Review: "Ode to Annihilation" by Pamela Craig
Adapted from the first book of Jeff VanderMeer’s Southern Reach Trilogy, the film version of Annihilation follows Lena and three other female characters into the Shimmer, an expanding alien world full of biological curiosities and horrors. The group is tasked with using their skills as trained scientists and soldiers to gather information and make sense of the Shimmer, something many others before them failed to accomplish.
The experience of watching Annihilation is something akin to floating down a river. The film quietly flows until moments of chaos, where you suddenly feel pulled under and submerged in strangeness. In an initial scene, the team of explorers approaches the Shimmer, a sort of line that divides the human and alien world, and then it cuts to the next scene some days later, with the characters and the audience having no recollection of that time ever having passed. But then there are biological observations, reasoned psychological explanations, and negotiated strategic planning to ground us in something rational, something human, and something familiar. It tries to hold the audience and the story there; it tries to hold it all above water. It tries but fails.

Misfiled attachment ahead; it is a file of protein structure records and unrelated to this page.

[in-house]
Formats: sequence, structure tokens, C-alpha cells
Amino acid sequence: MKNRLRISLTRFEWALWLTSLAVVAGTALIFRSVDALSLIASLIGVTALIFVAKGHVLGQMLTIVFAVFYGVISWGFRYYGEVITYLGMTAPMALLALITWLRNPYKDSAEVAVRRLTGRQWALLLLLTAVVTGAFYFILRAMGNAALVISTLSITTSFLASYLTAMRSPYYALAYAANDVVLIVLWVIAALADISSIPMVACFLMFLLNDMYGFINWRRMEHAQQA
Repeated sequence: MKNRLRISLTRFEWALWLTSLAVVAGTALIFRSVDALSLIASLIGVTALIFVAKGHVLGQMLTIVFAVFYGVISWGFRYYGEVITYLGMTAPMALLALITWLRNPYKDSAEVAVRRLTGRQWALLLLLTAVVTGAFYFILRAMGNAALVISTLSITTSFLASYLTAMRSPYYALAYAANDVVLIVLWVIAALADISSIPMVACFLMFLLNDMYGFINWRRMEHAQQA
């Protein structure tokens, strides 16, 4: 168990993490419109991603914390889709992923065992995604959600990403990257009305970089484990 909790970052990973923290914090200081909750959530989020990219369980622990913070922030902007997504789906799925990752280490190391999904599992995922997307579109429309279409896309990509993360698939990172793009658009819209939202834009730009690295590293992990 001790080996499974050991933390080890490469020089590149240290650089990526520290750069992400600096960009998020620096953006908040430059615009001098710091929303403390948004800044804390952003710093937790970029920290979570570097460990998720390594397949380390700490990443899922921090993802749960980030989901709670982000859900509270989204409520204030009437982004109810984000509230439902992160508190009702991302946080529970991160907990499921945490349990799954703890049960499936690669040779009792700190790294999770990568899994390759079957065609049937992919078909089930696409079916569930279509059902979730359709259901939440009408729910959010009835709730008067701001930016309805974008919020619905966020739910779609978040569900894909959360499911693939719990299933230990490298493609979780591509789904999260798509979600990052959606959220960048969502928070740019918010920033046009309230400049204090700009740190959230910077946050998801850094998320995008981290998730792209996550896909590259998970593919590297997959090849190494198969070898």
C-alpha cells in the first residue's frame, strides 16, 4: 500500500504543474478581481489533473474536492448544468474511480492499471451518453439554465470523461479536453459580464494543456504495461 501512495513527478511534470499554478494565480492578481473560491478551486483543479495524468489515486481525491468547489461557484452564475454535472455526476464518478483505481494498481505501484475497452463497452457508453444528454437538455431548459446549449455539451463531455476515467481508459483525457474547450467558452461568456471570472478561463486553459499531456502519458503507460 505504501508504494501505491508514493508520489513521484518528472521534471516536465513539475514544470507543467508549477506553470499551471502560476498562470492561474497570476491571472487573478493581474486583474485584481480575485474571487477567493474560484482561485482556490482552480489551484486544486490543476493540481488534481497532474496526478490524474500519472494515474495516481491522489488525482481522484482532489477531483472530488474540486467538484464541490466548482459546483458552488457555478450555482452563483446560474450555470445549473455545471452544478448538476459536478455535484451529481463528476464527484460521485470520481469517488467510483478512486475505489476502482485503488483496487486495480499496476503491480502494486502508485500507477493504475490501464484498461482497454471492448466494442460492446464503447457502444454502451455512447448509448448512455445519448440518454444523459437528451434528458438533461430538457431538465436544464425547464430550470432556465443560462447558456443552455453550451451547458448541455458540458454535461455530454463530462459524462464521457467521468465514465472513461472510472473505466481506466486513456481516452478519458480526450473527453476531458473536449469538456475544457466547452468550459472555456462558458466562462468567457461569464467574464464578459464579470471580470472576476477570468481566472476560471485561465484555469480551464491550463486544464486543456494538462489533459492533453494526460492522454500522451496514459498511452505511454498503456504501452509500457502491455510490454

So sure, watching Annihilation is kinda like drowning. You drown in a talented female-led cast, mesmerizing cinematography, and a complex and beautiful soundtrack. You drown in a film composed of elements that are entirely new and groundbreaking in the horror and science fiction genres. You drown in a story drenched in mind-bending complexity. It is the best kind of drowning, if that’s a thing.
Run to a theater if you can still find a showing. Otherwise, warm up your dial-up and wait for the release of Annihilation on Netflix very soon. It's so worth it.
Pamela Craig is the Associate Editor of GirlSense and NonSense Magazine. Follow her @pamelajcraig.